Henry Preston Standish slips on a grease spot aboard the S. S. Arabella sailing from Honolulu to Panama City at 5 a.m. in the morning. He clumsily falls into the Pacific Ocean. No one is around to see the accident. In fact, the only possible witness could be the cook in the kitchen, whom he passed on his way to his favorite morning spot in the ship’s hull, a secluded opening perfect to witness the sunrise. It also happens to be the spot where the cook throws his leftovers into the ocean, hence the grease spot.
The cook, however, lacks awareness beyond his own small world of self, and it’s too early for the other eight passengers on this freighter to be up and on deck. Further, Standish is too socially polished to even think of being so base as to rave and thrash and yell for help: “The Standishes were not shouters.” This well-bred New York businessman in the prime of his life, husband to a devoted wife, and father of two, floats for the duration of Gentleman Overboard, a concurrently alarming and humorous mid-20th century novel. Will someone notice Standish is missing?
I say “alarming,” but that’s not as much about Standish as us, reading with the unnerving image of a man treading water without shore in sight and the Arabella disappearing into the horizon. Occasionally, Standish feels despair, but it dissolves as quickly as it arrives. He’s too preoccupied with thoughts of the grand tale of survival that he’ll tell his wife and children, and how he’ll eclipse his partners at the brokerage firm when he’s distinguished as a man who survived the elements. He feels “merry,” experiencing an adventure, sure the Arabella will turn around and come to his rescue. Indeed, he’s the consummate refined man more concerned with how he’ll be perceived, any negative thoughts more about shame than fear.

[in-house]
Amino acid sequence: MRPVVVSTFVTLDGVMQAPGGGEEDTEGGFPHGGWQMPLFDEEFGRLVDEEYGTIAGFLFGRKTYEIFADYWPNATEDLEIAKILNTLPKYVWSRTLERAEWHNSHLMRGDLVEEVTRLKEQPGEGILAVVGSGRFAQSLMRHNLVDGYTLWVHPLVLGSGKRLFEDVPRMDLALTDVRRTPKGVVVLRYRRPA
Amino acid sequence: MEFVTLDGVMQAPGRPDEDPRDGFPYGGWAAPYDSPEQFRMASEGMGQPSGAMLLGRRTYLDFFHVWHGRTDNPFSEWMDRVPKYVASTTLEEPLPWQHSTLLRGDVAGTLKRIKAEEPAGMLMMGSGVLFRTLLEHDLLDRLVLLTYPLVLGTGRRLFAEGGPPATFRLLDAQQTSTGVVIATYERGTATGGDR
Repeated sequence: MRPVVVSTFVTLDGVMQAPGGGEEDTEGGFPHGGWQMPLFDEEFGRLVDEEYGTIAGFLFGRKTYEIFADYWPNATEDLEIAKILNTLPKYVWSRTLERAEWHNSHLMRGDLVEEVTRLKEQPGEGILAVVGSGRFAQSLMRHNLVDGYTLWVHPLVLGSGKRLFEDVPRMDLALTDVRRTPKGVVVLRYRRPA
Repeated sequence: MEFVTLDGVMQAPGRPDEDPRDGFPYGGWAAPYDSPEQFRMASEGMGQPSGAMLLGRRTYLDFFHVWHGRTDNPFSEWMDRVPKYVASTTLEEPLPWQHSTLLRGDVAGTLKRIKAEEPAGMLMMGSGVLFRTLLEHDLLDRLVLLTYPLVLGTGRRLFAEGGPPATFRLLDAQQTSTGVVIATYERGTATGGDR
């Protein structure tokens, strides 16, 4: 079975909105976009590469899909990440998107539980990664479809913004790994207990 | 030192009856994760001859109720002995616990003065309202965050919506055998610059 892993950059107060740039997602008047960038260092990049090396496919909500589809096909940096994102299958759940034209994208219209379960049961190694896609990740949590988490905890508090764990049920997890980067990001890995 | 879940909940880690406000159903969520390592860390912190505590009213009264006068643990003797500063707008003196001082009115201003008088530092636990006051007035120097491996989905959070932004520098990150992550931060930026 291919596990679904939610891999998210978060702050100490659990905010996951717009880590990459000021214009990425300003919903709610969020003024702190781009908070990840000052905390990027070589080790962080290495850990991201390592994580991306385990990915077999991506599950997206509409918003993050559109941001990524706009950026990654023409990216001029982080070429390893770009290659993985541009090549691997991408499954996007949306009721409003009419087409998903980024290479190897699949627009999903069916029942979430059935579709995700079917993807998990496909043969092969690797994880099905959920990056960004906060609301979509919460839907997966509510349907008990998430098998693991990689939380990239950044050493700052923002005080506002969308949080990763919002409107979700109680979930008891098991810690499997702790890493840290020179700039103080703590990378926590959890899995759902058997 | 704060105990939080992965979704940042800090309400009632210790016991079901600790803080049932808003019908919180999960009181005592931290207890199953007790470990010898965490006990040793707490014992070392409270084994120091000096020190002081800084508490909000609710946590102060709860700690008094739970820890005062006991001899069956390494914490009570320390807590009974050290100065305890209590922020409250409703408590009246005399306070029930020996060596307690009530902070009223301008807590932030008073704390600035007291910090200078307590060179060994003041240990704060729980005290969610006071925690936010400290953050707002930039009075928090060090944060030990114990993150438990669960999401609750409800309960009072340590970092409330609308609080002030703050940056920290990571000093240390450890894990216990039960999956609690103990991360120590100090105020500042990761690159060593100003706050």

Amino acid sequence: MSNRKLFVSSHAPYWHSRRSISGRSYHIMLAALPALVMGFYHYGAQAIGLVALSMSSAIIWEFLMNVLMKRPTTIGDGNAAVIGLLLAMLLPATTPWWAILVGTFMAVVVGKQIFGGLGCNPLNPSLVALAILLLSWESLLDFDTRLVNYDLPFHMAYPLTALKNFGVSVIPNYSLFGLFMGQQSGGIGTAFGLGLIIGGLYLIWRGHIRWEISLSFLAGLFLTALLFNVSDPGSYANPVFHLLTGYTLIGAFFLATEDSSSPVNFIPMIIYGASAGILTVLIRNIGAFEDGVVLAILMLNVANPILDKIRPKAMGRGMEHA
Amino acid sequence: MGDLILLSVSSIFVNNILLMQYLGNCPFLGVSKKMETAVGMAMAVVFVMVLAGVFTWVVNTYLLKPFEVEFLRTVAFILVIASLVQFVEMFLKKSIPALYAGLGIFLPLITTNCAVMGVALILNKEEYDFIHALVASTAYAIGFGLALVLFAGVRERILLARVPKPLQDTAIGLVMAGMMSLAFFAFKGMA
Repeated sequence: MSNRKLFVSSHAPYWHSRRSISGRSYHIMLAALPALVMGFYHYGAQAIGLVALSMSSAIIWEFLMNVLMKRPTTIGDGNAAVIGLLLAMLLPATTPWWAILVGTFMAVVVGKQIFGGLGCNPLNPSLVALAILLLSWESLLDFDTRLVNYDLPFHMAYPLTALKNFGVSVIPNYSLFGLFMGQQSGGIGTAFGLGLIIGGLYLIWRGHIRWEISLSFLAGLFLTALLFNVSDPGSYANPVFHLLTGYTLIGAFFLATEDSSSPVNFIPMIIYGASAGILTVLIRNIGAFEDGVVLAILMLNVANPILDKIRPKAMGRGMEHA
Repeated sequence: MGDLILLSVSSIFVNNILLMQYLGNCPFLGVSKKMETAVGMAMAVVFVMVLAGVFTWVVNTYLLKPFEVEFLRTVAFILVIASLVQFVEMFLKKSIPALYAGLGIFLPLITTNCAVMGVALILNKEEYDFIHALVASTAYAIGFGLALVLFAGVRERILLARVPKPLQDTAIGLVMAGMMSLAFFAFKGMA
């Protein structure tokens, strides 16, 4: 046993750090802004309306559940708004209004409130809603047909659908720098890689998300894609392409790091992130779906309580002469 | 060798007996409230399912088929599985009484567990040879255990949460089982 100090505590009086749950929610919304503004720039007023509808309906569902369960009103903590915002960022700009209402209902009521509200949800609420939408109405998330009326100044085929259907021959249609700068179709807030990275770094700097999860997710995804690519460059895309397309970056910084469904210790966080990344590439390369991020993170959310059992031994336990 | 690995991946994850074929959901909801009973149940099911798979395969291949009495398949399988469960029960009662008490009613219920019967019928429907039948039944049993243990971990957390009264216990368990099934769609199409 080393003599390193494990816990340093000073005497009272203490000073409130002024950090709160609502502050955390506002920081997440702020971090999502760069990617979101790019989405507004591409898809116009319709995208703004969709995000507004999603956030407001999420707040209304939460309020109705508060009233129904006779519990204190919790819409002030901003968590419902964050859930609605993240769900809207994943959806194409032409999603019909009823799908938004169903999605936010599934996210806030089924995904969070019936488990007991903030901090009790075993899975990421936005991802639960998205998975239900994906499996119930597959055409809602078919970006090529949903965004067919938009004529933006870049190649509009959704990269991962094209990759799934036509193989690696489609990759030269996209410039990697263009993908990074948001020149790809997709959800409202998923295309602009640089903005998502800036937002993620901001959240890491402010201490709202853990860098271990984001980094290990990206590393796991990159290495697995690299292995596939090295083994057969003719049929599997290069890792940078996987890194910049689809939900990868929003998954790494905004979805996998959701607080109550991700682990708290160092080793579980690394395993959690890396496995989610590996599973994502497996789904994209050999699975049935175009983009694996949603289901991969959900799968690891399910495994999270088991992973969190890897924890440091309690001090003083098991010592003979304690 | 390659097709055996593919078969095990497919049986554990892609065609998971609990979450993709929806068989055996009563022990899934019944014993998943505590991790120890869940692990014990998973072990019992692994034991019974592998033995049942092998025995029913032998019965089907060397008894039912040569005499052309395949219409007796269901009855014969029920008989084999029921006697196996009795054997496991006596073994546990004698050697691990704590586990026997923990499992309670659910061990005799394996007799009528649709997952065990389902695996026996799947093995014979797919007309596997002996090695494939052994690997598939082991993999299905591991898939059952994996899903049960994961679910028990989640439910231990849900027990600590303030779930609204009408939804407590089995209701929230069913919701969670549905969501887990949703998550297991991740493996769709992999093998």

Men of Henry Preston Standish’s class did not go around falling off ships in the middle of the ocean; it just was not done, that was all. It was a stupid, childish, unmannerly thing to do, and if there had been anybody’s pardon to beg, Standish would have begged it.
Author Herbert Clyde Lewis amplifies the dry humor of Standish’s nature in concert with his predicament, creating pitch perfect tragicomedy. It’s laughably absurd, what with Standish’s ability to tread water and float through an entire day without physical suffering, let alone his obsessive gentlemanly concerns. Lewis flawlessly masters this absurdity, luring us into this fretful and seemingly hopeless event, and keeping us there, with the combined seriousness and levity. He’s so good at it, we’re hooked, or should I say sunk?
We’re in the exact space Lewis wants us, smack in the middle of immeasurable isolation and loneliness, a concept he admirably explores with his abandoned protagonist. Lewis got the idea in 1936, while standing on the roof of his New York apartment. We learn from the book’s epilogue that when he looked down to the street, Lewis wondered about falling and the moments in the space between the security on the roof and the finality of the street below. “The mental gap,” he called it. Lewis worked as a newspaper reporter. He published Gentleman Overboard in 1937. He wrote two more novels. He struggled in his career, moving about quite a bit, becoming separated from his wife and children, and dying alone in a New York City hotel in 1950, after being blacklisted as a suspected Hollywood Communist. In a way, he and his career fell into that space he explored with Standish, that gap, untethered and alone by his own miscalculations and chance decisions.